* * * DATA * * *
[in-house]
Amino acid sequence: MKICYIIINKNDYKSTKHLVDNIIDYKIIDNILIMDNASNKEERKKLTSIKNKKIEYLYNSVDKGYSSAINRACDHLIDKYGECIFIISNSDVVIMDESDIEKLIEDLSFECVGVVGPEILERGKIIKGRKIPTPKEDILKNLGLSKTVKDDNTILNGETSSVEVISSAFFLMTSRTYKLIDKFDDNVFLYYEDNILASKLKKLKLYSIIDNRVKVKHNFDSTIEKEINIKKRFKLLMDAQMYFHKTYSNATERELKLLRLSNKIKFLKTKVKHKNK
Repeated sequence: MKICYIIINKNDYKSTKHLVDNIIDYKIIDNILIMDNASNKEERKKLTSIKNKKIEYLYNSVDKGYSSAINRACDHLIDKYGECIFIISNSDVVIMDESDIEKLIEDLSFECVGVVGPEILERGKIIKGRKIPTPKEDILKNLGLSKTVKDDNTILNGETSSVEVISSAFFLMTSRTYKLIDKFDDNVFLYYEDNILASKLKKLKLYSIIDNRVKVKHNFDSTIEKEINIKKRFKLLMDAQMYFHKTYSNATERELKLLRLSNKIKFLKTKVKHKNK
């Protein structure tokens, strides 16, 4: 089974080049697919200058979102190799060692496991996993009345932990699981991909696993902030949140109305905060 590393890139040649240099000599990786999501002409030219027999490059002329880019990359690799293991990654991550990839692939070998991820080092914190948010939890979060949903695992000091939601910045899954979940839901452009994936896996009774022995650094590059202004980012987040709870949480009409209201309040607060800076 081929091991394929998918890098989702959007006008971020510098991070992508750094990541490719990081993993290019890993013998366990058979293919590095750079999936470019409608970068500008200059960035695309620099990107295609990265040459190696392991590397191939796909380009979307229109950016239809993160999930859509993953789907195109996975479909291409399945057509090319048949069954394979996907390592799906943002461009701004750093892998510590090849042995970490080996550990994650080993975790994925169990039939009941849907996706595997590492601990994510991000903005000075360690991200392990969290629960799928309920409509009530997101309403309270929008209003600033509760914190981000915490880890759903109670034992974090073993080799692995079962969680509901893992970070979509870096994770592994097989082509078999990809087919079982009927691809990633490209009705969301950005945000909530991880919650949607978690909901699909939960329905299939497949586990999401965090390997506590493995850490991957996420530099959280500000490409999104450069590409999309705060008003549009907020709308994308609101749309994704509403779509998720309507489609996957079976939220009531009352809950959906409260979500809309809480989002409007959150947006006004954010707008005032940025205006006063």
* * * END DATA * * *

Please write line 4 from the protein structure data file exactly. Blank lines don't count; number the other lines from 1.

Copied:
């Protein structure tokens, strides 16, 4: 089974080049697919200058979102190799060692496991996993009345932990699981991909696993902030949140109305905060 590393890139040649240099000599990786999501002409030219027999490059002329880019990359690799293991990654991550990839692939070998991820080092914190948010939890979060949903695992000091939601910045899954979940839901452009994936896996009774022995650094590059202004980012987040709870949480009409209201309040607060800076 081929091991394929998918890098989702959007006008971020510098991070992508750094990541490719990081993993290019890993013998366990058979293919590095750079999936470019409608970068500008200059960035695309620099990107295609990265040459190696392991590397191939796909380009979307229109950016239809993160999930859509993953789907195109996975479909291409399945057509090319048949069954394979996907390592799906943002461009701004750093892998510590090849042995970490080996550990994650080993975790994925169990039939009941849907996706595997590492601990994510991000903005000075360690991200392990969290629960799928309920409509009530997101309403309270929008209003600033509760914190981000915490880890759903109670034992974090073993080799692995079962969680509901893992970070979509870096994770592994097989082509078999990809087919079982009927691809990633490209009705969301950005945000909530991880919650949607978690909901699909939960329905299939497949586990999401965090390997506590493995850490991957996420530099959280500000490409999104450069590409999309705060008003549009907020709308994308609101749309994704509403779509998720309507489609996957079976939220009531009352809950959906409260979500809309809480989002409007959150947006006004954010707008005032940025205006006063």